Down press row, Arthur Daley of the New York Times started his story. “No track and field athlete at the Olympic Games drew more whoops of delight or shrieks of disbelief from the crowds—and presumably from millions of pop-eyed television viewers—than did Dick Fosbury, the architect of an acrobatic maneuver that has become known as the Fosbury Flop,” he wrote.
Once the celebration died down, Fosbury tried three times to set the world record at 7’6″. He was close on the second, but it wasn’t to be. No matter. With his jump of 2.24 meters (7’4¼”), Fosbury had broken the Olympic record, besting Brumel’s and Thomas’s 2.18 meters (7’1¾”) mark from 1964. And he had jumped higher than any American in history, eclipsing Thomas’s old mark of 7’3¾”. He had jumped higher than all but two jumpers in the world, and with both having retired, was now the greatest active high jumper on the planet.
Soon an abbreviated Associated Press story was sent around the globe: “In an Olympic Games marred by political bickering, Black Power displays and rancor on many sides, [a] gangling 6-foot-4 college boy, a third-stringer on the U.S. Olympic team, delighted 80,000 people at Olympic Stadium by winning the high jump with one of the most unorthodox performances ever seen in bigtime sports.”
Beneath the stadium, Fosbury escaped a throng of reporters—“How does it feel?” . . . “How did you come up with this style?” . . . “What were you thinking?”—and melted into a deep sense of satisfaction. Ten months of competition. Of pressure. Of expectations. Of waiting. Of wondering. It was now all over, replaced by an unfamiliar sense of relief and relaxation, which he wasn’t going to let a throng of reporters spoil.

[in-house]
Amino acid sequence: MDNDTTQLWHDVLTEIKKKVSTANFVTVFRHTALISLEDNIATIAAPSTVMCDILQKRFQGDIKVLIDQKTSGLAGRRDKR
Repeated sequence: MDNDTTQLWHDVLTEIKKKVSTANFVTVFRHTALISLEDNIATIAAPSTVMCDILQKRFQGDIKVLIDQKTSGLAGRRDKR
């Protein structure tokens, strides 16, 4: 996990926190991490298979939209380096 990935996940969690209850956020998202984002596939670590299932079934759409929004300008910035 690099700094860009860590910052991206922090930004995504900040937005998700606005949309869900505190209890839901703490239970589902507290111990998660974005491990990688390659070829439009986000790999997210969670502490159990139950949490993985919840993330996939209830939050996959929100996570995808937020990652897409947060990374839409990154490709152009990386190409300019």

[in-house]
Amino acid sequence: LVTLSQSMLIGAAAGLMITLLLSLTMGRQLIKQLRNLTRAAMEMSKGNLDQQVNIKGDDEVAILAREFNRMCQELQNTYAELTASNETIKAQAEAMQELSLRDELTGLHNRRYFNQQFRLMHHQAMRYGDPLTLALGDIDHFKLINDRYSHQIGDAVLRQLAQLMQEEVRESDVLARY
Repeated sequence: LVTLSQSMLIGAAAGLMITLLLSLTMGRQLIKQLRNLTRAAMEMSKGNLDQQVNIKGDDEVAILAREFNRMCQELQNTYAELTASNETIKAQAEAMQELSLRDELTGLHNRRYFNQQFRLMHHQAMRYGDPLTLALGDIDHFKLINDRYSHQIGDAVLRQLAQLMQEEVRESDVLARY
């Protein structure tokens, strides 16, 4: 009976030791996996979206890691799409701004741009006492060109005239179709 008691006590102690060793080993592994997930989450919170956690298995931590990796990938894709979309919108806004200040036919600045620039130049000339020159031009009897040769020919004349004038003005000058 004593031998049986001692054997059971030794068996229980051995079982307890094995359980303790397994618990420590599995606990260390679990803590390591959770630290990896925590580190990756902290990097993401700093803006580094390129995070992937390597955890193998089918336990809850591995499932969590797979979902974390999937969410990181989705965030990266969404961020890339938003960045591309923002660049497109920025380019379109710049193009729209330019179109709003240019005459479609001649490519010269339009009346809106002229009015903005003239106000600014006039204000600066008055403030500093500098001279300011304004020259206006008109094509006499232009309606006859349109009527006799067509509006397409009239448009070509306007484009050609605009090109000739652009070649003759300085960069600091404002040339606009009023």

“Sorry, no interviews,” he told the officials. “But Señor Fos—.” “Sorry. I’m wiped. And wanna see my mom.” Along with the other two medal winners, he hid from the press while awaiting the medal presentation. Nearby, marathon medalists entered a room for drug testing.
Finally, in the evening darkness, Foz stepped to the top perch on the podium, all smiles, for the medal presentation. The National Anthem played and the American flag rose in the Mexican night, Dick’s patriotism manifesting itself not so much in a connection to a country but a city, Medford, full of flawed people like him, but folks who’d believed in him. Who sent him a telegram when he was at his lowest. All smiles, no tears. When the song ended, he flashed a quick peace sign, then spontaneously raised his right fist in solidarity with his friends Tommie Smith and John Carlos, now back in the US. Nobody booed or hissed.
Beyond a few marathon stragglers, the high jump had concluded the eight-day track and field competition. Smith, Carlos, Fosbury, and the rest of the US men’s team had won fifteen gold medals and twentyeight total, fifteen more than the Soviets’ count. The US had set eight world records. Beamon had uncorked perhaps the single most amazing athletic performance in track and field history. Sprinters Smith and Carlos had defied Brundage and made a victory-stand statement about human rights that rocked the world.
And Fosbury’s gold-medal Flop had put an exclamation mark on it all.